Early on the morning of January 9, 2018, a landslide careened down the mountains above the community of Montecito, California.
Heavy rains on steep, denuded hillsides that had burned in a large wildfire the summer before created conditions for a deadly mudflow. A total of 23 people died.
Predicting which soils and mountainsides are susceptible to similar events after wildfires is the goal of a new National Science Foundation Early Career Development grant awarded to Idil Akin, Colf Distinguished Professor in Geotechnical Engineering in Washington State University’s Department of Civil and Environmental Engineering.
The prestigious five-year, career awards are intended to provide significant research support to young faculty beginning their careers who have the potential to serve as academic role models in research and education.
In recent years, post-wildfire landslides have been identified as a serious risk to communities after wildfires, but the fundamental mechanisms of how and why they happen in certain areas are not yet well understood. Sometimes slides happen soon after a fire, and sometimes they happen a decade later. A changing climate means that large and hot wildfires are increasing as well as more, high-intensity rainfall events.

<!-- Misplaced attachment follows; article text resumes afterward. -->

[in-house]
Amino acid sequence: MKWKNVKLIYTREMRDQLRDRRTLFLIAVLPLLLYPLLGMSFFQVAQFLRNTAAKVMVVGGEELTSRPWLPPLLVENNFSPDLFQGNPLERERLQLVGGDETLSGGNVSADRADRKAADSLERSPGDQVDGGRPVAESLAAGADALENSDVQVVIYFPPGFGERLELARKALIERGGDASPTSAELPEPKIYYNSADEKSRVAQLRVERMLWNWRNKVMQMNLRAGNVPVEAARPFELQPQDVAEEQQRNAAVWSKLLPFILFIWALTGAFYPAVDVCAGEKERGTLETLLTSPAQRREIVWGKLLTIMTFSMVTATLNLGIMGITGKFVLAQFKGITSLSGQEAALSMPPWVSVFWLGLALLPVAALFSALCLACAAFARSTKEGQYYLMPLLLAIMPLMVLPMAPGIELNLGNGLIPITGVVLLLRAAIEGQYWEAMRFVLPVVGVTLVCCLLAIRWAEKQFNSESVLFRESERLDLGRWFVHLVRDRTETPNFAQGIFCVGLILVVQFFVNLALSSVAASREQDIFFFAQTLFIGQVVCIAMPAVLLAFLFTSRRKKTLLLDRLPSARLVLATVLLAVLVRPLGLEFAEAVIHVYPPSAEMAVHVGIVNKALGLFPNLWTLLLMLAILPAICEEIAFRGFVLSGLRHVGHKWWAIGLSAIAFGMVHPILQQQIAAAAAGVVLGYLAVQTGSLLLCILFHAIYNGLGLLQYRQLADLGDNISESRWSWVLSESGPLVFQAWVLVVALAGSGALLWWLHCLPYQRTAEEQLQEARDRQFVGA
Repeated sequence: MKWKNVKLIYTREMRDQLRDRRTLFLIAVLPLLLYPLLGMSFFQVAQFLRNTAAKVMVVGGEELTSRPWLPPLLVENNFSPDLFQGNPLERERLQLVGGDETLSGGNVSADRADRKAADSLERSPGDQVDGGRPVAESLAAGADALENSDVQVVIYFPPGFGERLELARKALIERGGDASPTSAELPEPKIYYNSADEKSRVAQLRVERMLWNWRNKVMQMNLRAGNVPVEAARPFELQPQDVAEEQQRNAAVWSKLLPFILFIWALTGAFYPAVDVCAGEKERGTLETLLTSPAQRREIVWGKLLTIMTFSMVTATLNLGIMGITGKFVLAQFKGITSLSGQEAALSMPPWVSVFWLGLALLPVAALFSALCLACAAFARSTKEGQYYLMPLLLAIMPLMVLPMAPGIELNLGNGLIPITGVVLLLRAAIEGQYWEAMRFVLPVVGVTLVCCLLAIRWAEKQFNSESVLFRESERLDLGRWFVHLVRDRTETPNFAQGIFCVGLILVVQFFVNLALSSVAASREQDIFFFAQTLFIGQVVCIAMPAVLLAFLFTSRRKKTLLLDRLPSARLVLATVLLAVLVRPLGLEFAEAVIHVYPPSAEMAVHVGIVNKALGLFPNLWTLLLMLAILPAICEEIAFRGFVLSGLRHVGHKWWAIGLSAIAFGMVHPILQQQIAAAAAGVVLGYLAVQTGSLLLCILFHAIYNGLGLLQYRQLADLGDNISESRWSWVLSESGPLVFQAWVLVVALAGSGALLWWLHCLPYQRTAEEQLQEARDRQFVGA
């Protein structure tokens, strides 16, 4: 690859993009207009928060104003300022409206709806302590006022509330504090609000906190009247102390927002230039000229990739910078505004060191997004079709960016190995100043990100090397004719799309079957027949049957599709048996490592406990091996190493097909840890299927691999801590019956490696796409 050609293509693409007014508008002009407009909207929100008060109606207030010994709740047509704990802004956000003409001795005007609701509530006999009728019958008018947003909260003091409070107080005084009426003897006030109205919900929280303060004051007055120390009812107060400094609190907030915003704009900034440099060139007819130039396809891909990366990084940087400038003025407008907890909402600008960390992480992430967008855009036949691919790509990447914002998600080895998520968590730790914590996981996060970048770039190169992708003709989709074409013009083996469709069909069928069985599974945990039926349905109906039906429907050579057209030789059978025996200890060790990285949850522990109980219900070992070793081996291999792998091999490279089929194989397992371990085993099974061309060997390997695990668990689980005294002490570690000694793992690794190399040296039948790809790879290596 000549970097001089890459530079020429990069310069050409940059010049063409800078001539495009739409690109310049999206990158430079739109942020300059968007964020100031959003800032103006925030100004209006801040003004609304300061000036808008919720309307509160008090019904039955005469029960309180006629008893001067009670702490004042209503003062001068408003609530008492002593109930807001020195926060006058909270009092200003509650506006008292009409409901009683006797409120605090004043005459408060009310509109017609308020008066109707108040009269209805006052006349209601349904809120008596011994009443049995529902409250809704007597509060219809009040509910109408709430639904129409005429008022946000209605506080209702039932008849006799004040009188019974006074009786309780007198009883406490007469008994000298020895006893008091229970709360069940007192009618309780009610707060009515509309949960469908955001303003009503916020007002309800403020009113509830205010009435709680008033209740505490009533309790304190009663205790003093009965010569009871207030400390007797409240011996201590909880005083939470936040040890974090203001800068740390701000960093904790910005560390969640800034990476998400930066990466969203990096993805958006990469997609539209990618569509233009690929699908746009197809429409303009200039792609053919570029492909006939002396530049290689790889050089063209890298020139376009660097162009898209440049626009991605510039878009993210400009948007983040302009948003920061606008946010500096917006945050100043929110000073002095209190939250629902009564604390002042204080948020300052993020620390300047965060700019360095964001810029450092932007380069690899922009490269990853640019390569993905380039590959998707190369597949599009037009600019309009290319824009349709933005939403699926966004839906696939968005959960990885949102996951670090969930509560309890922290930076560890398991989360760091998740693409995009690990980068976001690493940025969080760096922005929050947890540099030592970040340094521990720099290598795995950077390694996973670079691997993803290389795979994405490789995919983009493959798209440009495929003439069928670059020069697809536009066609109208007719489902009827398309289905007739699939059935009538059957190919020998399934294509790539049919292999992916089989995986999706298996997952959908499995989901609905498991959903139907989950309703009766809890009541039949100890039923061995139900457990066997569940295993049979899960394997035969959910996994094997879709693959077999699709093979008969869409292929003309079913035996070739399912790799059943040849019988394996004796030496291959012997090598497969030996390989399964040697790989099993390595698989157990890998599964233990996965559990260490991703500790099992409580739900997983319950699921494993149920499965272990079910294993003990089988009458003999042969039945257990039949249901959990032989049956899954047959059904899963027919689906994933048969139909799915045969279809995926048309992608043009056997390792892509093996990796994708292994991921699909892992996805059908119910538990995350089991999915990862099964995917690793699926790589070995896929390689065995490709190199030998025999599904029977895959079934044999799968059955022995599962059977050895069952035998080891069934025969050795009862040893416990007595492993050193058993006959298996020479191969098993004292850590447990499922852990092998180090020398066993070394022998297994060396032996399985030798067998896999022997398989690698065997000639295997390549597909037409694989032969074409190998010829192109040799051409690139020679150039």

“That is a perfect recipe for a landslide,” Akin said. “It’s time to understand why these slides happen, so that in the future, we can estimate them or identify the places that are vulnerable, so we can do something about it. There is currently no wildfire-specific approach to evaluating the landslide susceptibility of burned hillslopes.”
As part of the approximately $600,000 award, Akin will start to develop a wildfire-specific framework for analyzing the stability of hillslopes, looking at factors such as the time since the wildfire, saturation of soils, and forest recovery after the wildfire. Akin will be measuring soil behavior from the microscale to field scale with a detailed experimental program. The field and laboratory data will be combined with spatial data from remote sensing scans and aerial photographs.
The research will also be integrated with an education program that aims to train a new generation of engineers to analyze and alleviate the risk of post-wildfire landslides, inform policy makers, and promote community education about such risks.
Originally from Turkey, Akin first experienced large-scale wildfires when she moved to the western U.S. and took a position at WSU in 2017.
“Before I moved here, I didn’t know wildfires were such a big deal. The first time I saw the smoke, I was shocked,” she said. “I started thinking about it and about the impacts of these fires. It’s a huge problem in this region.”
Akin hold a master’s degree and PhD in civil and environmental engineering from the University of Wisconsin, Madison, and a bachelor’s degree from Middle East Technical University in Turkey.